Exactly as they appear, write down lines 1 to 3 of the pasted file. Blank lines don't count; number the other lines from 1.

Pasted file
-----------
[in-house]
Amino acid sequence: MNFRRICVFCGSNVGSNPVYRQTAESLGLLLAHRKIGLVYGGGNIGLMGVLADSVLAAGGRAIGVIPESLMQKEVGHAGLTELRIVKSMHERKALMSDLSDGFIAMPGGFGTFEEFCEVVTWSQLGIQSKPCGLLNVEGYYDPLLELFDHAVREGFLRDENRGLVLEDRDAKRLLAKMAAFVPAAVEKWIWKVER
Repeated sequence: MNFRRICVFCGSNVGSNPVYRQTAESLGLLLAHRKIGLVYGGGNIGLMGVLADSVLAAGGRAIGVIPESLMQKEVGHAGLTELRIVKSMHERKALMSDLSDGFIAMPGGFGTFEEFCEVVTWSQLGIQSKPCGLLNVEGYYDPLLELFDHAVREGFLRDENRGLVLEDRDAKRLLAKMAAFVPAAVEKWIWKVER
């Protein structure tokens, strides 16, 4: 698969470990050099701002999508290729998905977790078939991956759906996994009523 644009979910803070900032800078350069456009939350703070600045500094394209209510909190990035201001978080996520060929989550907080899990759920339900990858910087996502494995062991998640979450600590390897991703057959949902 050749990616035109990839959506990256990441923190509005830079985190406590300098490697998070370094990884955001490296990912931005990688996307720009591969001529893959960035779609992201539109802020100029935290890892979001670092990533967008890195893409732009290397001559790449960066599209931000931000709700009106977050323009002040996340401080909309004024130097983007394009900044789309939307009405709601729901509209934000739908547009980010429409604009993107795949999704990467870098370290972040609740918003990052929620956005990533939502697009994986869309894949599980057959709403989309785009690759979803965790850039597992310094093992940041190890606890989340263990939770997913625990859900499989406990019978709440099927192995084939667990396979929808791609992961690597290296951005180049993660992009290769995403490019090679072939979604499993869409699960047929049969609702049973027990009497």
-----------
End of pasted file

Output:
[in-house]
Amino acid sequence: MNFRRICVFCGSNVGSNPVYRQTAESLGLLLAHRKIGLVYGGGNIGLMGVLADSVLAAGGRAIGVIPESLMQKEVGHAGLTELRIVKSMHERKALMSDLSDGFIAMPGGFGTFEEFCEVVTWSQLGIQSKPCGLLNVEGYYDPLLELFDHAVREGFLRDENRGLVLEDRDAKRLLAKMAAFVPAAVEKWIWKVER
Repeated sequence: MNFRRICVFCGSNVGSNPVYRQTAESLGLLLAHRKIGLVYGGGNIGLMGVLADSVLAAGGRAIGVIPESLMQKEVGHAGLTELRIVKSMHERKALMSDLSDGFIAMPGGFGTFEEFCEVVTWSQLGIQSKPCGLLNVEGYYDPLLELFDHAVREGFLRDENRGLVLEDRDAKRLLAKMAAFVPAAVEKWIWKVER